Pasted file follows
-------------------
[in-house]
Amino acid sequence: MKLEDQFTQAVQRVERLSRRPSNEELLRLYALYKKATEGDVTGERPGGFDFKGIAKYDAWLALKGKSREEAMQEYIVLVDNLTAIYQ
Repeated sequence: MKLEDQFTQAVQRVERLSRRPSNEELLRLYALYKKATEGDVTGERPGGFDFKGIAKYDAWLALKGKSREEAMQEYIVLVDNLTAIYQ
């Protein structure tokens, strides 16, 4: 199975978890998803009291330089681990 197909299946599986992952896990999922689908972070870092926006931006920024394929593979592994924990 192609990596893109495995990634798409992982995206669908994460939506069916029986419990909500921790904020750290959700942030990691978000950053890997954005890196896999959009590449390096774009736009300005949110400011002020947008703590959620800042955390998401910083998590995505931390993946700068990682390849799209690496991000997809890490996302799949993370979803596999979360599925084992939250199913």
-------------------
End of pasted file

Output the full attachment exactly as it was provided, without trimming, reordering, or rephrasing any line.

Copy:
[in-house]
Amino acid sequence: MKLEDQFTQAVQRVERLSRRPSNEELLRLYALYKKATEGDVTGERPGGFDFKGIAKYDAWLALKGKSREEAMQEYIVLVDNLTAIYQ
Repeated sequence: MKLEDQFTQAVQRVERLSRRPSNEELLRLYALYKKATEGDVTGERPGGFDFKGIAKYDAWLALKGKSREEAMQEYIVLVDNLTAIYQ
């Protein structure tokens, strides 16, 4: 199975978890998803009291330089681990 197909299946599986992952896990999922689908972070870092926006931006920024394929593979592994924990 192609990596893109495995990634798409992982995206669908994460939506069916029986419990909500921790904020750290959700942030990691978000950053890997954005890196896999959009590449390096774009736009300005949110400011002020947008703590959620800042955390998401910083998590995505931390993946700068990682390849799209690496991000997809890490996302799949993370979803596999979360599925084992939250199913």